She gasped. “Will there be depravity there?”

“When people wear masks, you never know what will happen. Shall we go tomorrow? It is completely up to you.”

Oh, she wanted to go, but there were practicalities to consider. “I haven’t anything to wear, no costume to disguise my appearance.”

“There are several trunks of old clothes upstairs, and I daresay wigs and masks from previous occasions. Unlike your stickler of a father, my parents attended many wild parties in their younger days.”

“Is that where you get your wildness?” she asked. “From your parents?”

He didn’t answer, only flashed her one of his provoking, piratical grins.

Chapter Fifteen: Masquerade

Hunter knew it was a very bad thing he was doing. No matter how excited Aurelia was, no matter how much he’d lied and cajoled her into delighted expectation about this country masquerade, she would not look back on this night with anything other than sadness.

Still, she deserved to know the truth about her enduring object of adoration.

He had taken all necessary steps to protect her honor, of course. She not only wore a mask, but a blowsy dark-colored wig that would conceal her identity from any friends. He doubted even Severin could recognize her, not that her brother would be at a degenerate party like Wroxham’s. As for his identity, he was far less concerned. Even if someone recognized him, they would assume the woman on his arm was a courtesan or some cheap country trollop. In his wilder days he’d been known to consort with both, sometimes at the same time.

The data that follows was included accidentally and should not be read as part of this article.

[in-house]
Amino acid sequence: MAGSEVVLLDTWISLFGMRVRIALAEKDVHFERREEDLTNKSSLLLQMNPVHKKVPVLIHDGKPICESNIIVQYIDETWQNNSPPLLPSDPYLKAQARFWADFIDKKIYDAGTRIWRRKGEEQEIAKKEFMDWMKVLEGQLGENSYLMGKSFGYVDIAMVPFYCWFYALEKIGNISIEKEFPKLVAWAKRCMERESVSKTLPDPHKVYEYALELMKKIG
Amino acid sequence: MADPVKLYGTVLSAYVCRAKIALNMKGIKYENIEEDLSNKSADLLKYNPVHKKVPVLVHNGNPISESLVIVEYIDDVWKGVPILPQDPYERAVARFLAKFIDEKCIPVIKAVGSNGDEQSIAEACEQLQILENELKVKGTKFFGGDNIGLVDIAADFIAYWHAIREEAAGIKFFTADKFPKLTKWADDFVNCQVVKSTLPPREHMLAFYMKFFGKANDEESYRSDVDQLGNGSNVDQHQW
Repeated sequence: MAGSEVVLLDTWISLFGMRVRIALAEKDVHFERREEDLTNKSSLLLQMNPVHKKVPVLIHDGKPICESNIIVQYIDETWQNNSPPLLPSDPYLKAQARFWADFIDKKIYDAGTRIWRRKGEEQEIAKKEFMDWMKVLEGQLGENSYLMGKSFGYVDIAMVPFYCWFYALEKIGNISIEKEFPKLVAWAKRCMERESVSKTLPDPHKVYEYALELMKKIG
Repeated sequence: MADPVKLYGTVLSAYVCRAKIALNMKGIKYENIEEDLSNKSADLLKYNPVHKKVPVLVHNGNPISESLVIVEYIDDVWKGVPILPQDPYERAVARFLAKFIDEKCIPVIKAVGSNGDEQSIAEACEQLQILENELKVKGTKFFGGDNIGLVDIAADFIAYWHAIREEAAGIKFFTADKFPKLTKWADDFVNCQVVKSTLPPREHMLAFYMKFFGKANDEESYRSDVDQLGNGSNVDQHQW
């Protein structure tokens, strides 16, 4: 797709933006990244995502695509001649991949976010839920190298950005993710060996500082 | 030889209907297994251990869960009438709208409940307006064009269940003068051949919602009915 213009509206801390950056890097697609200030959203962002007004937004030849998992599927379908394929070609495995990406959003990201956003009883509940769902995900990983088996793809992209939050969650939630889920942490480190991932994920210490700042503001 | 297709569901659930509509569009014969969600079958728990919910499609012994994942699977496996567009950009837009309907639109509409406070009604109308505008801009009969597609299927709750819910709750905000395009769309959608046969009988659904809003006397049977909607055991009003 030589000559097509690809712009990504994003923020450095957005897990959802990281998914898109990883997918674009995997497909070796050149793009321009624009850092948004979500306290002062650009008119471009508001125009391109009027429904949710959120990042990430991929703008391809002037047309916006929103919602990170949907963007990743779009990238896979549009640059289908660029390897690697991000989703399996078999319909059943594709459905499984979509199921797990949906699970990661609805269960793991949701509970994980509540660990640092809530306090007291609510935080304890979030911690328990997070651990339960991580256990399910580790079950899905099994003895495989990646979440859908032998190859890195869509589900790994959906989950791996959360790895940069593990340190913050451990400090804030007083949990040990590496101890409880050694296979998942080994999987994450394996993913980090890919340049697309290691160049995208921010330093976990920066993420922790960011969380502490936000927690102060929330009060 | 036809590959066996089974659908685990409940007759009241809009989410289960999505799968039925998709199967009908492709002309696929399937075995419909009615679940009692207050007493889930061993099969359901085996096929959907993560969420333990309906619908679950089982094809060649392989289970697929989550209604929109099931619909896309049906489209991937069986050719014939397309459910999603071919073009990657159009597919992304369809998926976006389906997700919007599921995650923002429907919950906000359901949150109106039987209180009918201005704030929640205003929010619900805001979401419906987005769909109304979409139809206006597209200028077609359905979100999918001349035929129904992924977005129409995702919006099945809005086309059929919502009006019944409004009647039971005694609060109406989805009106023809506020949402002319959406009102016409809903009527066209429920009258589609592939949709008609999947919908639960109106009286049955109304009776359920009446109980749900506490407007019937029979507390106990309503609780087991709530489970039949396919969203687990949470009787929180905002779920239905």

Everything would be fine, but some part of him quailed at the stratagem he’d undertaken. Part of him wished to rap on the roof of the carriage and tell the driver to turn for home, because it was likely he’d lose Warren’s friendship tonight, perhaps August and Arlington’s too. All because he wanted Aurelia to leave off worshipping her virtuous ideal of Lord Warren, who did not exist.

She looked across at him, and her lips turned down in concern. “Are you well, Hunter?”

“Very well,” he said.

“You look a bit grim. Do you want to sit over here beside me?”

She thought he was queasy from riding backwards. Dear, innocent Aurelia. Still, he accepted her offer and switched benches so they sat shoulder to shoulder as the carriage hurtled through the night.

“You remember that you are not to leave my side tonight,” he said in the darkness.

“I remember.”

“And that we are only to be voyeurs. If there is dancing or card games, you are not to participate.”

“Why not? It’s perfectly proper for a married lady to dance or play cards.”

“Not the way they’ll do it there.”

She gave him a harried look that transformed to a smile. “This will be a grand adventure, won’t it?” she said, clasping her hands to the front of her low-cut masquerade gown. “I daresay most husbands wouldn’t allow their wives such frolics.” She grasped his hand in an impulsive, gleeful manner.